Happy Friday, everyone. With the US tour done for the summer and the season fast approaching, there’s still plenty of work for Edu to do before the transfer window closes. Mikel Arteta is more than aware of that too.
“We have 30 players here which is unsustainable,” he said after yesterday’s win over Barcelona. So 30 is unsustainable and we know Arteta would ideally have 22 outfield players, at least that’s what he told us back in April 2022.
“If you can afford it — and we don’t have to do the turnaround in the squad that we’ve had to do — if you ask me what I want, it’s 22 outfield players and three goalkeepers.”
Including the players not taken on the tour — the likes of Cedric Soares, Nuno Tavares, Sambi Lokonga, Nicolas Pepe — that’s a hell of a lot of work for Edu to get through. So what would a 22-outfielders Arsenal squad look like for the new season and who does that leave behind? Let’s start with the certainties from back to front.
Defenders: Ben White, William Saliba, Gabriel, Oleksandr Zinchenko, Jurrien Timber, Jakub Kiwior.
The first choice back four from last season and the signings from the last two windows. Let’s add Takehiro Tomiyasu as well and that’s seven players.
Midfielders: Declan Rice, Thomas Partey, Jorginho, Martin Odegaard, Kai Havertz, Emile Smith Rowe.
Next up would be Fabio Vieira to take it to seven, and with Mohamed Elneny would be an eighth player. Looking at the number options in defensive midfield compared to further ahead, Elneny is really unlikely to play at all but I think he’s likely to stick around. But with four potential holding midfielders and then just four players for the two more advanced positions, I still wouldn’t at all be surprised to see Rice play a more box-to-box role at times.
Forwards: Bukayo Saka, Gabriel Jesus, Gabriel Martinelli, Leandro Trossard, Reiss Nelson.
And then let’s assume we keep one of Eddie Nketiah and Folarin Balogun.
That leaves us with … 21 players so far. And a lot of senior players omitted. I think we’re so over-indexed in defence, and there doesn’t seem to be that much interest in players there (Tierney aside — but not at the price we want for him) that we probably end up keeping one of Tierney and Rob Holding to take the squad to 22.
Which still means exits for: Tierney/Holding, Auston Trusty, Cedric Soares, Nuno Tavares, Albert Sambi Lokonga, Nicolas Pepe, Marquinhos, Nketiah/Balogun.
Plus potential loans for the likes of Amario Cozier-Duberry and the work that will go into determining the futures of younger players who have had loans already, like Charlie Patino and Brooke Norton-Cuffy. I hope Edu has more than one phone on the go because he is going to be a busy, busy man once he’s back in London.
Maybe we get enough done to make another signing — selling both Nketiah and Balogun, for example, or chasing up some of the interest that has been shown in Thomas Partey, though that now seems less likely. But for now the focus has to be on slicing this squad down to size.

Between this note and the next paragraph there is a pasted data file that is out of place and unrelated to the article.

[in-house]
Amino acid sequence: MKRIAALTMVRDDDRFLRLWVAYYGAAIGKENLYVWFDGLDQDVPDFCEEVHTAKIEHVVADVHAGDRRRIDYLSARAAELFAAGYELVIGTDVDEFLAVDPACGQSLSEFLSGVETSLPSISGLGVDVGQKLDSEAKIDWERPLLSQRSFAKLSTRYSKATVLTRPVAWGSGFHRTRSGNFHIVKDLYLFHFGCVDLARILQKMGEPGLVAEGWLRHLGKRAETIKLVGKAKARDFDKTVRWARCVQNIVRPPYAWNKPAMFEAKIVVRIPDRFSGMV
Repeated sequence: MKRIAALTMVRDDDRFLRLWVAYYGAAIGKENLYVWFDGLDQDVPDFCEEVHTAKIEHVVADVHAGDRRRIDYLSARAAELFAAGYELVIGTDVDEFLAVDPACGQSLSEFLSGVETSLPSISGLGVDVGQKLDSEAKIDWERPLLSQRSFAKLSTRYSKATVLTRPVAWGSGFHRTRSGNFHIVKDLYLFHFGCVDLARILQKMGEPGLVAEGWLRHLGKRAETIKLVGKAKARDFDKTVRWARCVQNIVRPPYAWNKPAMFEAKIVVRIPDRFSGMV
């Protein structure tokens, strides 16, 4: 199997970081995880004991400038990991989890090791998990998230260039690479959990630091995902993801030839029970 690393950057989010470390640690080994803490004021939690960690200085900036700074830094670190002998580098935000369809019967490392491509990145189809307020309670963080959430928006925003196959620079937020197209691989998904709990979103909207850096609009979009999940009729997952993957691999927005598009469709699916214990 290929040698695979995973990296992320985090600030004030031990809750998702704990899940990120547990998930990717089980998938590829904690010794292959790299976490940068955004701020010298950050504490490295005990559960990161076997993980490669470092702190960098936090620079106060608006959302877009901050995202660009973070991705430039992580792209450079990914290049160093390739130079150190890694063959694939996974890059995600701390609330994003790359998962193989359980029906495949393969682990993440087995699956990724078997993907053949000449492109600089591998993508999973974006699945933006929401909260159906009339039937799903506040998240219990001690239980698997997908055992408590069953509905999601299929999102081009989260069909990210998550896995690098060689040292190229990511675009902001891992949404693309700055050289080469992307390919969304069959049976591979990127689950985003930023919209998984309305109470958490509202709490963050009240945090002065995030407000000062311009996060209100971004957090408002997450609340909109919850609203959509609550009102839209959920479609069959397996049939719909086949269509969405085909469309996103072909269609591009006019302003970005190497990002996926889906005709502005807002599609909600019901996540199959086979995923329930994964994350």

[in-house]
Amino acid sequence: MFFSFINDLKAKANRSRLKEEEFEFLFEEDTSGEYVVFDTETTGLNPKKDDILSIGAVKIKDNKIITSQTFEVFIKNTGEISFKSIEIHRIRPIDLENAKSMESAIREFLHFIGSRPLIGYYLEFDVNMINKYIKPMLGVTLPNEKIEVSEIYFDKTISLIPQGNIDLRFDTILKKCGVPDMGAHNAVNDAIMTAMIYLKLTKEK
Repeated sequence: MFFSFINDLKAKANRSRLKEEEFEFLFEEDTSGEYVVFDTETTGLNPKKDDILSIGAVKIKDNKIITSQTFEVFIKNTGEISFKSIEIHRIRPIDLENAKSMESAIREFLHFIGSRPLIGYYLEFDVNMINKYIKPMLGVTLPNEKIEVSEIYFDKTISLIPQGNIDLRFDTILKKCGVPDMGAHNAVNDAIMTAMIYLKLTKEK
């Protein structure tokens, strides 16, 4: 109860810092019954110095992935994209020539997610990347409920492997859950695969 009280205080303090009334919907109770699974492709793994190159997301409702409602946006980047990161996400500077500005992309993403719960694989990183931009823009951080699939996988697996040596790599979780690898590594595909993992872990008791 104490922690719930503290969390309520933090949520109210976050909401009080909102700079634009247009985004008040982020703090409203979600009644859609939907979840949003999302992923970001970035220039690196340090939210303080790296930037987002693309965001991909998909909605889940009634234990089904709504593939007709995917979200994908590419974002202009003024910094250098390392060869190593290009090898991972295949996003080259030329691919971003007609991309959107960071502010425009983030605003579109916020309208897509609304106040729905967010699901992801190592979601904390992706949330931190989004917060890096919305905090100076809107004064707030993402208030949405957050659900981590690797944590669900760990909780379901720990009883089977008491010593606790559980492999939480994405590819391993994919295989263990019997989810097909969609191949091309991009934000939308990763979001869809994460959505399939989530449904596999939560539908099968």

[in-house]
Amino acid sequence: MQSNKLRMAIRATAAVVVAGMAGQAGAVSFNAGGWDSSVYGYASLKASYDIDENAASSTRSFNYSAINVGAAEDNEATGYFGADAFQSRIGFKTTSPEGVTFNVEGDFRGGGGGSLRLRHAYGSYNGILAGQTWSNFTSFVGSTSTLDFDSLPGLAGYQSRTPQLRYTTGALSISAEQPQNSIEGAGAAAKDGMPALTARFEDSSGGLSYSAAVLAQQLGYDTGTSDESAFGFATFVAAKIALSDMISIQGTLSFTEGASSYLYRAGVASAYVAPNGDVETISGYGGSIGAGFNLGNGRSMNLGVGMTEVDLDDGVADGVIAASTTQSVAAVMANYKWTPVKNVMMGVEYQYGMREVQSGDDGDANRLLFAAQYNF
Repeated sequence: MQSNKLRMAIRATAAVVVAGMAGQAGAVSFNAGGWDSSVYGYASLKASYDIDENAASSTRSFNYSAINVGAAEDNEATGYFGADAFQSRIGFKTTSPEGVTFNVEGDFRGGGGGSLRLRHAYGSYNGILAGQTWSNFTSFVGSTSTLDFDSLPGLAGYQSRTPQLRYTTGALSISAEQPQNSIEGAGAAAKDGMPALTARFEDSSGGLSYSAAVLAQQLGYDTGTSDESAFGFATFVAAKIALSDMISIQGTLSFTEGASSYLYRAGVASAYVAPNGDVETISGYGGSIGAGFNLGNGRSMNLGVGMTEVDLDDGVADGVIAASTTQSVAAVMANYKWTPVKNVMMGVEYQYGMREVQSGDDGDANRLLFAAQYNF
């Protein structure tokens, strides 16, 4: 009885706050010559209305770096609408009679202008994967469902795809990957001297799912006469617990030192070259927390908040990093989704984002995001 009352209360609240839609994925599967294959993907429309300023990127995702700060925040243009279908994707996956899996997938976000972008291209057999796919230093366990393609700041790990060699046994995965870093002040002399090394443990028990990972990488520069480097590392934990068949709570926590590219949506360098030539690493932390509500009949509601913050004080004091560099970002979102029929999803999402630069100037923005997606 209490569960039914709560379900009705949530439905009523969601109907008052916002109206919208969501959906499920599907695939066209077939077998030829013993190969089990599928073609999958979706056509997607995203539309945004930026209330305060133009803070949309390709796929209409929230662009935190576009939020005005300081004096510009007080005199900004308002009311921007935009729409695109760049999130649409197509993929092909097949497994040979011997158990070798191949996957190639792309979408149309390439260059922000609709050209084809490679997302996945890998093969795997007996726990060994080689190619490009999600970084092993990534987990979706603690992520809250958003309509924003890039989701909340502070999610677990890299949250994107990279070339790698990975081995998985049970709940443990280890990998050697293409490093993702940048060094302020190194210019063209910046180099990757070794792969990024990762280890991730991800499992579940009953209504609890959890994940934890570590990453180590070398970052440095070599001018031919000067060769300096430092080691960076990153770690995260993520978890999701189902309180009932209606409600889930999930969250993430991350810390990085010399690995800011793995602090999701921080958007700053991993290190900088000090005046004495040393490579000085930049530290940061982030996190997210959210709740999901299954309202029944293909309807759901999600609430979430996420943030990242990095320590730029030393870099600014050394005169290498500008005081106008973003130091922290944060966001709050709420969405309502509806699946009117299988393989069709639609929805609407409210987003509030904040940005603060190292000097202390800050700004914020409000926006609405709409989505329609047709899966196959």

On a very different note, it was such a disappointment to see Jordan Henderson complete a move to Saudi Arabia. He has done and said some fantastic things during his time as Liverpool captain and an England player, he has genuinely been a model ally for the LGBTQ+ community and a stellar example of how footballers can take a positive, public stance on a desperately important issue and provide light for people who may need it most.
Hi Joe great to hear you enjoyed the game as you should. No one should be afraid to go and support their club or country because football is for everyone no matter what. Thanks for your support, enjoy the rest of the Euros. 💪🏻🏳️🌈 https://t.co/xHqXgDj1h7
— Jordan Henderson (@JHenderson) June 30, 2021
In 2019, talking about the fantastic work of Stonewall and the Rainbow Laces campaign, he said this:
“I’m a parent, a husband, a son and a brother and the idea that anyone I love and care about wouldn’t feel safe or comfortable coming to watch me play if they were part of the LGBT community makes me wonder what world we live in.”
Henderson has now signed for a club where, as a parent, a husband, a son and a brother, anyone he loves and cares about cannot comfortably go to watch him if they are part of the LGBTQ+ community.
This is different to, say, Idrissa Gana Gueye refusing to wear rainbow coloured numbers while playing for Paris Saint-Germain (we don’t need to get into unpacking just how complicated that is) because Henderson has made incredibly clear that he not only holds a positive stance on LGBTQ+ issues but that was repeatedly willing to take that stance loudly, in public.
In a video announcing of his signing, Al-Ettifaq turned the rainbow armband worn by Henderson at times as Liverpool captain black and white. A slideshow of images of Henderson with the armband, the place players so often adorn those rainbow colours, and only the armband in black and white.
The message is clear: with enough money, allyship can be bought. The support can be distinguished. That is now the legacy he has to live with and it is bitterly disappointing. I sympathise with the Liverpool fans his views have resonated with in the past because I would be so angry and so gutted if this was one of our players.
I’ll leave it there for today ✊🏳️🌈🏳️⚧️
For something else to read this morning, check out Tim’s superb account of his time on the tour and how special it is that we all have this club connecting us no matter where in the world we are.
And for your ears: the Andrews have recorded an arsecast the morning after the win over Barcelona, you can find that below and in all the usual places.